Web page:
Western Reef Herons are thin-bodied, with a long thin neck and bill, dark legs, and yellow feet. During the breeding season, their yellow feet turn orange or red, they have two long feathers on their nape, and their bills turn all black.
Western Reef Herons have two color morphs – Dark and White. The Dark Morph have grayish-black bodies, and the white have white bodies. They both have yellow eyes and black legs with yellow feet.
- Egretta gularis
- Length: 22 – 26 in (56 – 66 cm)
- Weight: 14.1 oz (400 g)
- Wingspan: 40 – 43 in (102 – 109 cm)
Western Reef Herons are usually in Africa, Asia, and southern Europe but occasionally wander into the United States
Habitat And Diet
You can find Western Reef Heron near coastal water.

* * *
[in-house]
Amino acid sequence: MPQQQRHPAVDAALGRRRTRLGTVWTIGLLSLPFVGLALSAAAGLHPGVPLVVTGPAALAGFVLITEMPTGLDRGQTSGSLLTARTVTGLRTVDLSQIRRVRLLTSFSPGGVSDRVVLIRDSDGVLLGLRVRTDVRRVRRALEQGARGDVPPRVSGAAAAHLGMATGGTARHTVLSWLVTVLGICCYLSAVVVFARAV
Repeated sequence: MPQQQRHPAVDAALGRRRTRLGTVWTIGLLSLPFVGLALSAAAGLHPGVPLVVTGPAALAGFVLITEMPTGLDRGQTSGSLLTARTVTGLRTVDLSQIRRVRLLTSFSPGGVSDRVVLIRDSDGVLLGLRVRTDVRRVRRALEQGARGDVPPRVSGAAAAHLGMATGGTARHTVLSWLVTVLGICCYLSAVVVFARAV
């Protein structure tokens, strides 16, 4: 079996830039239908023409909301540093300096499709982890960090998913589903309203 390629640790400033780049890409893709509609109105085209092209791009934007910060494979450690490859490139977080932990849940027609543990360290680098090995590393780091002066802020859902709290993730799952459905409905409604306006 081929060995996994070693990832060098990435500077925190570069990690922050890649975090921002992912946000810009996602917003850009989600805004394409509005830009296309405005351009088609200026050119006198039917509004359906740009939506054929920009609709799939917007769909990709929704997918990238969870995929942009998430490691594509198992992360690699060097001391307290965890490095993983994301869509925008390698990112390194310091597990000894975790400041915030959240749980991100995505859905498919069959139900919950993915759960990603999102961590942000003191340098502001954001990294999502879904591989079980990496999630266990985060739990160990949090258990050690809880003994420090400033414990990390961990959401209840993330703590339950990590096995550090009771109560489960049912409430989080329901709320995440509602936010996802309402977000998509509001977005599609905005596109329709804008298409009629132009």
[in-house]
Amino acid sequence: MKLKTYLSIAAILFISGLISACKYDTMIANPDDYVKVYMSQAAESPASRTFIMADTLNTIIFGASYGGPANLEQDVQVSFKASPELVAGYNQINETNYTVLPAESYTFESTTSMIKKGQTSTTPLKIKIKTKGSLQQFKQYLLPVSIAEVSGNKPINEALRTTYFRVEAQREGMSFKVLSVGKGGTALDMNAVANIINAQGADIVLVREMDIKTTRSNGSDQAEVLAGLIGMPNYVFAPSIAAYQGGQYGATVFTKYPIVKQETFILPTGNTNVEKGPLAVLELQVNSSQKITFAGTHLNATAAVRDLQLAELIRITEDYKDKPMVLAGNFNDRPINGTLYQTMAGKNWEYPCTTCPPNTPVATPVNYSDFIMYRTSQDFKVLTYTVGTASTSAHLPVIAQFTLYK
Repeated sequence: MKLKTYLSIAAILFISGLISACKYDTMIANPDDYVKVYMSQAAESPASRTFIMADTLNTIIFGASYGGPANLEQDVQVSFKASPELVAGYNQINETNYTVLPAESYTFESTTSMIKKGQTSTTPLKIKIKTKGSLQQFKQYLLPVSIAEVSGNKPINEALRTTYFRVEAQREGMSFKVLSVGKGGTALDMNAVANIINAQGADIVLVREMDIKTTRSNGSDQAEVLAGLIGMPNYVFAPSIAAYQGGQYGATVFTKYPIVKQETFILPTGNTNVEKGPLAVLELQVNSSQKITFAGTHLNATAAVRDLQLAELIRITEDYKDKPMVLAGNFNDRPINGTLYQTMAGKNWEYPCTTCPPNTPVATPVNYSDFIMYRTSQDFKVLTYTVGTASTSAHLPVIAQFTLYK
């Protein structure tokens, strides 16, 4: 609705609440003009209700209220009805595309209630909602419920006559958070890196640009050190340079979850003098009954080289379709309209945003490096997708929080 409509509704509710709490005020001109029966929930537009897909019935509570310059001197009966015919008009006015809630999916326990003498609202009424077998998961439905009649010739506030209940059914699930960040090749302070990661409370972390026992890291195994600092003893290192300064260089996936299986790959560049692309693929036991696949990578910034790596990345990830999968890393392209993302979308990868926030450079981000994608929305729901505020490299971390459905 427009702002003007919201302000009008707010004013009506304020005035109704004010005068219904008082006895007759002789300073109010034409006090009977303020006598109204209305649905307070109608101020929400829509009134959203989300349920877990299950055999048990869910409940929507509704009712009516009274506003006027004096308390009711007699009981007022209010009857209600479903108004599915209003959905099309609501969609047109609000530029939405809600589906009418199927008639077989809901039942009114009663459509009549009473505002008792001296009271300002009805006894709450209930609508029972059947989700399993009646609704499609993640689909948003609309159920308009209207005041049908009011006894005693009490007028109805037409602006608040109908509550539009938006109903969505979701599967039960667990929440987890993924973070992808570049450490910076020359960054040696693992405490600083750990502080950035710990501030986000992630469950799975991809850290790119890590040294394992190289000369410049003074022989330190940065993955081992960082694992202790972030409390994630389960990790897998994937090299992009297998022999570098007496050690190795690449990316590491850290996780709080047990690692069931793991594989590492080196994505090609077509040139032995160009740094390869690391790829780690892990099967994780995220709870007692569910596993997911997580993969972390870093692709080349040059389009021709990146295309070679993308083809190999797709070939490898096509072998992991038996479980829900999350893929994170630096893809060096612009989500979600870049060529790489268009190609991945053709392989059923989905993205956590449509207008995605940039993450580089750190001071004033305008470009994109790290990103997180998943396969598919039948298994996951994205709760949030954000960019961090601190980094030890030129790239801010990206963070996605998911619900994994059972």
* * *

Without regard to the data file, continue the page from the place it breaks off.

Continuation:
The diet of Western Reef Herons is fish, crustaceans, amphibians, mollusks, small reptiles, and birds. They will either stir the shallow water with their feet to bring their prey to the surface and capture them with their large bills or remain motionless and wait for the prey to come to them.
Western Reef Heron Call:
Nests of Western Reef Herons are made of sticks and branches and shaped like platforms. Females lay three to five eggs, and incubation starts as soon as the first egg is laid. Both parents incubate the eggs until they hatch after twenty-four days.
Western Reef Herons were first recorded in the United States in 1983 in Nantucket but have since been spotted many more times.